• Abstract: Abstract Tomographic particle image velocimetry (tomographic-PIV) is a recently developed measurement technique used to acquire volumetric velocity field data in liquid and gaseous flows. The technique relies on line-of-sight reconstruction of the rays between a 3D particle distribution and a multi-camera imaging system. In a turbulent flame, however, index-of-refraction variations resulting from local heat-release may inhibit reconstruction and thereby render the technique infeasible. The objective of this study was to test the efficacy of tomographic-PIV in a turbulent flame. An additional goal was to determine the feasibility of acquiring usable tomographic-PIV measurements in a turbulent flame at multi-kHz acquisition rates with current-generation laser and camera technology. To this end, a setup consisting of four complementary metal oxide semiconductor cameras and a dual-cavity Nd:YAG laser was implemented to test the technique in a lifted turbulent jet flame. While the cameras were capable of kHz-rate image acquisition, the laser operated at a pulse repetition rate of only 10 Hz. However, use of this laser allowed exploration of the required pulse energy and thus power for a kHz-rate system. The imaged region was 29 × 28 × 2.7 mm in size. The tomographic reconstruction of the 3D particle distributions was accomplished using the multiplicative algebraic reconstruction technique. The results indicate that volumetric velocimetry via tomographic-PIV is feasible with pulse energies of 25 mJ, which is within the capability of current-generation kHz-rate diode-pumped solid-state lasers.
PubDate: 2014-07-26

• Near-field development of a row of round jets at low Reynolds numbers
• Abstract: Abstract This article reports on an experimental investigation of the near-field behavior of interacting jets at low Reynolds numbers (Re = 2125, 3290 and 4555). Two measurement techniques, particle image velocimetry (PIV) and laser Doppler anemometry (LDA), were employed to measure mean velocity and turbulence statistics in the near field of a row of six parallel coplanar round jets with equidistant spacing. The overall results from PIV and LDA measurements show good agreement, although LDA enabled more accurate measurements in the thin shear layers very close to the nozzle exit. The evolution of all six coplanar jets showed initial, merging, and combined regions. While the length of the potential core and the maximum velocity in the merging region are Reynolds number-dependent, the location of the merging points and the minimum velocity between jets were found to be independent of Reynolds number. Side jets at the edges of the coplanar row showed a constant decay rate of maximum velocity after their core region, which is comparable to a single round jet. Jets closer to the center of the row showed reducing velocity decay in the merging region, which led to a higher maximum velocity compared to a single round jet. A comparison with the flow for an in-line array of 6 × 6 round jets showed that the inward bending of streamwise velocity, which exists in the near field of the 6 × 6 jet array, does not occur in the single row of coplanar jets, although both setups have identical nozzle shape, spacing, and Reynolds number.
PubDate: 2014-07-25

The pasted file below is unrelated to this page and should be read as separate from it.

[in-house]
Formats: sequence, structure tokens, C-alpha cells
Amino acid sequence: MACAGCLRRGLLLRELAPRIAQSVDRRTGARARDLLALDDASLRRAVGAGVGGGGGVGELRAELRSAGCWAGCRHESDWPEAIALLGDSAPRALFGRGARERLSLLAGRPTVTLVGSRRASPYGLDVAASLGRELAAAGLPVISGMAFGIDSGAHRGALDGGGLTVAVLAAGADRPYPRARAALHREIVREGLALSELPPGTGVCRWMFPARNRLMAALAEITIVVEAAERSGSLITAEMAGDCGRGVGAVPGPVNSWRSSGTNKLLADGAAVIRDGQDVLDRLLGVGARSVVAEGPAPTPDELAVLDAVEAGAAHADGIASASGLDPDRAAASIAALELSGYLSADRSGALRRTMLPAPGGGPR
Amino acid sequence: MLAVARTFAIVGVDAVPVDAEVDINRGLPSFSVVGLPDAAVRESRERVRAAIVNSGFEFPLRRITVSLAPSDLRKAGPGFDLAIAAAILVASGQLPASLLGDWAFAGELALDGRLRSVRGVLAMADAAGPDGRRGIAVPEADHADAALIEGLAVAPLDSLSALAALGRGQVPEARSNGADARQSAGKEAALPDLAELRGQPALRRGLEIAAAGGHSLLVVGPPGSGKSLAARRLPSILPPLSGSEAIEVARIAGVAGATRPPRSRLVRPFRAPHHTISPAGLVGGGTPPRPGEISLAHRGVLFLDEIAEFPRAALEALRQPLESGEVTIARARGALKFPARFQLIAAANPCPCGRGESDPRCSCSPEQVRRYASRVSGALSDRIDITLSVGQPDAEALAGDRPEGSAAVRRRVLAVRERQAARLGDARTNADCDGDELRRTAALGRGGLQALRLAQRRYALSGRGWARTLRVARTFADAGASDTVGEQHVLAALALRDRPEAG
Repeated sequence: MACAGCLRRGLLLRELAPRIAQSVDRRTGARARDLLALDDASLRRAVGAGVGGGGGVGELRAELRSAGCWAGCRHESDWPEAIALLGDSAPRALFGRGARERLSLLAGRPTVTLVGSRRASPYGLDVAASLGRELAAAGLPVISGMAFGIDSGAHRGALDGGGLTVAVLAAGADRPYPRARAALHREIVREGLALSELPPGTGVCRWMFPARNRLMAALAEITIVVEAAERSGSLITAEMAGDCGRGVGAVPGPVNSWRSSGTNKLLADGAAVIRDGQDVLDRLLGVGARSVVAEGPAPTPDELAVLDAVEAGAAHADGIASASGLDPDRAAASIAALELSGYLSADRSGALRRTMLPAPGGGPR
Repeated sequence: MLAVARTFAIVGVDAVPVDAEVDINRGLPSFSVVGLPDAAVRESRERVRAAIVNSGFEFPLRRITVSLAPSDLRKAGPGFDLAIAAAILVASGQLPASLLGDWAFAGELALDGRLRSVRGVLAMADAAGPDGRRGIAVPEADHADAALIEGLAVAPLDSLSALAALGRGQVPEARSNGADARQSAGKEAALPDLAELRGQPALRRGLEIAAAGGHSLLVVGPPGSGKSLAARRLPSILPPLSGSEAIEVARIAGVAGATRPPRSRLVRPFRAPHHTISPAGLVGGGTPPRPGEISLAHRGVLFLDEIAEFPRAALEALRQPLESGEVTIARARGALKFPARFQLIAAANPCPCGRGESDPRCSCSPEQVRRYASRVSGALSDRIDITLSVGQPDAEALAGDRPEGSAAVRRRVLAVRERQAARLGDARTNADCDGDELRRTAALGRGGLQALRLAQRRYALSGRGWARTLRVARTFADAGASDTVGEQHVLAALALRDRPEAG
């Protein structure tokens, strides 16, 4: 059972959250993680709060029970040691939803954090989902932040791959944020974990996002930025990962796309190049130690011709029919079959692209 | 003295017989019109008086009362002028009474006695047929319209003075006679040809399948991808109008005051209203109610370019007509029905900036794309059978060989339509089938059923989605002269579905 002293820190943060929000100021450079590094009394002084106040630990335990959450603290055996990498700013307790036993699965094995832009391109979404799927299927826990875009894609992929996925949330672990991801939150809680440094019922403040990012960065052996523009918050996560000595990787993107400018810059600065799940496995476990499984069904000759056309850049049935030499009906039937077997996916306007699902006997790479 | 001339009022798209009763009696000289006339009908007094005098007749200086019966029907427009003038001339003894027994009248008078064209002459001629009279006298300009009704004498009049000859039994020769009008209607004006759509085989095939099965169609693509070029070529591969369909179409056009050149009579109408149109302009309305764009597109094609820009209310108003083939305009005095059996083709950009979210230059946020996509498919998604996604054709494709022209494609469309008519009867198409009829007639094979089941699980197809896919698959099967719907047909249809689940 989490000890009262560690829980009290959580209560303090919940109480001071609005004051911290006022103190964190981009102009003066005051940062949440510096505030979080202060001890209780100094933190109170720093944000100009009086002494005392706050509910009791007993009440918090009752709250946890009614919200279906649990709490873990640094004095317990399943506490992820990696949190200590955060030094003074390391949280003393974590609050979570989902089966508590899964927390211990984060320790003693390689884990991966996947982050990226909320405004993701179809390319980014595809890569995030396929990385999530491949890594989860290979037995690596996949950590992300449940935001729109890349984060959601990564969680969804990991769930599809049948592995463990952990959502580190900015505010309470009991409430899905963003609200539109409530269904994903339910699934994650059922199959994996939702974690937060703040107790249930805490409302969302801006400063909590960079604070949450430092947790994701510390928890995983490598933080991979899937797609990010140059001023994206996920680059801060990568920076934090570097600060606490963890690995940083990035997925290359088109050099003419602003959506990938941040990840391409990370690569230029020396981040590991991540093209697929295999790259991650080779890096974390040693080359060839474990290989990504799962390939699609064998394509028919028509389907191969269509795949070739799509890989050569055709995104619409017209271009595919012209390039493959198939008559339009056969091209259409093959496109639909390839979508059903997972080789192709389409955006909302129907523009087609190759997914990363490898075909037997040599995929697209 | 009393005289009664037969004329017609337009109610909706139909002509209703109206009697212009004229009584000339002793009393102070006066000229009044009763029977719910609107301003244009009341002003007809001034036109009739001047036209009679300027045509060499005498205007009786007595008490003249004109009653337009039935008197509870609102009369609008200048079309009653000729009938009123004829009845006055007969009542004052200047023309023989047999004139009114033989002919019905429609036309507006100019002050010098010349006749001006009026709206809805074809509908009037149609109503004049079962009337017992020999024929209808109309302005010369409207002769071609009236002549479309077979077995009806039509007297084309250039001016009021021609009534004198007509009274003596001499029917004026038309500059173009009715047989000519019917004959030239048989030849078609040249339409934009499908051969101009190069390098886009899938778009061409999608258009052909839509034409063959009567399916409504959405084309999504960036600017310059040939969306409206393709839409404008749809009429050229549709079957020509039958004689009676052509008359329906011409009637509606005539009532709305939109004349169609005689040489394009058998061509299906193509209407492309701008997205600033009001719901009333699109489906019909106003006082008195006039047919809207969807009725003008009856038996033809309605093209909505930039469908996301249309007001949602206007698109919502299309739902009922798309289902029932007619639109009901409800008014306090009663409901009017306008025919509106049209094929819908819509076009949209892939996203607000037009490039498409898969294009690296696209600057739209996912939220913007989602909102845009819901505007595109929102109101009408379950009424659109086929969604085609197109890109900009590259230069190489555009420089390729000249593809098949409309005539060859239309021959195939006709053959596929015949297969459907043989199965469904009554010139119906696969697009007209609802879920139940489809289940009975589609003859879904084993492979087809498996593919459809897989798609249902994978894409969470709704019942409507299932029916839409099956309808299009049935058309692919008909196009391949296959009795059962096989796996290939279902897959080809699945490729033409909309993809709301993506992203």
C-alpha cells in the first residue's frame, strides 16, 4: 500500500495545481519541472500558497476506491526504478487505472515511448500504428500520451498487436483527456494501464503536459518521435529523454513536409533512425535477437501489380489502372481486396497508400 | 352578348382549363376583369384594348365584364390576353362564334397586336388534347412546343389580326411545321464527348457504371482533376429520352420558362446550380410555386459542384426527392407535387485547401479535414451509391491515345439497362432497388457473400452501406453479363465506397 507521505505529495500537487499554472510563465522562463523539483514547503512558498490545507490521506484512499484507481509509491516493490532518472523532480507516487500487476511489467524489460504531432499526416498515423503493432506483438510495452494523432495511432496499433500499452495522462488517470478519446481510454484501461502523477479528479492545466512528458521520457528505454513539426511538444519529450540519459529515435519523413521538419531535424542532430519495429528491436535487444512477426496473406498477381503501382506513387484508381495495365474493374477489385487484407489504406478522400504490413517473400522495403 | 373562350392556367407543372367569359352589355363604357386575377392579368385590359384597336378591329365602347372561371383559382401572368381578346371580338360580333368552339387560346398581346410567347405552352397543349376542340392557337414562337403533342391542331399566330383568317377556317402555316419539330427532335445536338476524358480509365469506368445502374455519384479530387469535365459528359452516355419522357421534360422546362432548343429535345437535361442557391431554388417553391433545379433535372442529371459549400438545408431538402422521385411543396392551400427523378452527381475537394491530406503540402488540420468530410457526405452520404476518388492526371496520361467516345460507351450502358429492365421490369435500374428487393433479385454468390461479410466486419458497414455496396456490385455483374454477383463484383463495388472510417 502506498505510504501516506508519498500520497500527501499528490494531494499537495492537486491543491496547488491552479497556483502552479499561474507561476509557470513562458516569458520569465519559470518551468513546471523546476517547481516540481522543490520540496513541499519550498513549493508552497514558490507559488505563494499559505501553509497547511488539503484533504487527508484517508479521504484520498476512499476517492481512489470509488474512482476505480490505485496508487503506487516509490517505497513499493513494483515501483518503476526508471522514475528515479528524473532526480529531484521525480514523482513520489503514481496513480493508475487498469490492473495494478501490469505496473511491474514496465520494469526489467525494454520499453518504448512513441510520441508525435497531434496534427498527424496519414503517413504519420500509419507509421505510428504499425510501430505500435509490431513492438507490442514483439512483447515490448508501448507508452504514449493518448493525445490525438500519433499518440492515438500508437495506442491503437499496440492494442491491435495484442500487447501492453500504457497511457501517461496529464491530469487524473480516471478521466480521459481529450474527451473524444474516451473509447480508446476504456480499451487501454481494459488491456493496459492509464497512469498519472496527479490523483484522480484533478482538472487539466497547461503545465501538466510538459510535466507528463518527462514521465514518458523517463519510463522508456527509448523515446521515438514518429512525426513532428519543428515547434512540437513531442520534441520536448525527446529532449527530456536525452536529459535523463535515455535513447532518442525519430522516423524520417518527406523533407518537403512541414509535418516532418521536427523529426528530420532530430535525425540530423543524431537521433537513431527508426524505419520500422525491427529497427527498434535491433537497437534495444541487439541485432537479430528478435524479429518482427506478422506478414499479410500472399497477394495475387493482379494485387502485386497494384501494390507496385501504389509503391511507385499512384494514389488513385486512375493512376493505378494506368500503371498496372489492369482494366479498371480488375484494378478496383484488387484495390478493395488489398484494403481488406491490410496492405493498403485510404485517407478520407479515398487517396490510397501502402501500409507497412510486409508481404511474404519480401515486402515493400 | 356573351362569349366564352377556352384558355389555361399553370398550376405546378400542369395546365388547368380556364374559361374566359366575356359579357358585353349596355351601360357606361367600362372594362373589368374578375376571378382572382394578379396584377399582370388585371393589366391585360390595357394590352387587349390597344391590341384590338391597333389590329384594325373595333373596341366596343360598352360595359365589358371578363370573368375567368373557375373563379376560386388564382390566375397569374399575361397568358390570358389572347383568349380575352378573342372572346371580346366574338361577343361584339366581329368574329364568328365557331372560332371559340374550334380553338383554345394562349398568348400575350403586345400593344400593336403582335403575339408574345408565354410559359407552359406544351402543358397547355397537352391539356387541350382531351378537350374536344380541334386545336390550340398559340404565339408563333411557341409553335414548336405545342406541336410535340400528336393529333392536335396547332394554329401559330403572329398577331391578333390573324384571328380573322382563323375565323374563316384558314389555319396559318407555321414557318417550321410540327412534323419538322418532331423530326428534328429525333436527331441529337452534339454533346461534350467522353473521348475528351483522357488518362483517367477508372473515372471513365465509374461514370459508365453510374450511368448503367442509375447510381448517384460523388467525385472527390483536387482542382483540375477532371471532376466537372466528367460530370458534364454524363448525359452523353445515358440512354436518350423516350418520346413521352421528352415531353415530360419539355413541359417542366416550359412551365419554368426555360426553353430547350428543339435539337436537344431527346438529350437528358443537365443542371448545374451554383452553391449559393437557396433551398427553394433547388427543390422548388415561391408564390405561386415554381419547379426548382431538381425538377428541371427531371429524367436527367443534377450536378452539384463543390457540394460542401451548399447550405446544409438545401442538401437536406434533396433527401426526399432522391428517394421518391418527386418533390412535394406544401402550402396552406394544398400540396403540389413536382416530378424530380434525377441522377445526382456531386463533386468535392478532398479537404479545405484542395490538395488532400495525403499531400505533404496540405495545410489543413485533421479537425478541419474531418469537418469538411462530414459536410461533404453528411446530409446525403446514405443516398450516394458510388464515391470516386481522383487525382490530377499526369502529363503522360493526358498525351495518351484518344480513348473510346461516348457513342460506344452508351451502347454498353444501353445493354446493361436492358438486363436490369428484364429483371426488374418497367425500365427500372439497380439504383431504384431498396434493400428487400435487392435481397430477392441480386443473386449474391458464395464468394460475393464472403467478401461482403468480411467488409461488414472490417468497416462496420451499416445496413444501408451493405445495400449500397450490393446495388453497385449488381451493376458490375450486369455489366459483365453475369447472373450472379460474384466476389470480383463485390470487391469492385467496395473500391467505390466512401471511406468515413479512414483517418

• Outer ligament-mediated spray formation of annular liquid sheet by an
inner round air stream
• Abstract: Abstract The interfacial jetting phenomena of coaxial air-assisted water jets are studied using high-speed digital camera. Here, an inner round air jet is injected into annular water sheet spray. The experimental photographs show that the outside interface of liquid sheet shoots out large numbers of violent ligaments at high air velocity. The ligament velocity, ligament angle, ligament diameter, fragment size, and distribution are measured and analyzed. There are two kinds of ligament evolution that are breakup and contraction. An empirical model is also proposed for the ligament evolution process. At last, we obtain the criterion of critical Weber number on the ligament breakup based on the experimental results. This suggestion agrees well with the experimental data.
PubDate: 2014-07-23

• Schlieren-based techniques for investigating instability development and
transition in a hypersonic boundary layer
• Abstract: Abstract Three variants of schlieren techniques are employed to investigate the development of second-mode instability waves in the hypersonic boundary layer of a slender cone in a reflected shock tunnel. First, a previously proposed technique using high frame rate (i.e., at least as high as the dominant instability frequency) schlieren visualization with a continuous light source is shown to provide repeatable measurements of the instability propagation speed and frequency. A modified version of the technique is then introduced whereby a pulsed light source allows the use of a higher-resolution camera with a lower frame rate: this provides significant benefits in terms of spatial resolution and total recording time. A detailed picture of the surface-normal intensity distribution for individual wave packets is obtained, and the images provide comprehensive insight into the unsteady flow structures within the boundary layer. Finally, two-point schlieren deflectometry is implemented and shown to be capable of providing second-mode growth information in the challenging shock tunnel environment.
PubDate: 2014-07-23

• A benchmark experiment on gas cavitation
• Abstract: Abstract Cavitation research is often a matter of experiments conducted in complex machinery. There, it is extremely difficult to look into one of the most important issues of cavitation which is nucleation. This work investigates gas cavitation under well-defined flow conditions. Nuclei are placed in wall bound cavities and are exposed to a radial gap flow featuring independent pressure and shear stress. A reciprocating bubble generation is achieved. Bubble frequency and size are evaluated which turn out to depend on pressure and wall shear stress. The experiment lends itself to systematic research in cavitation.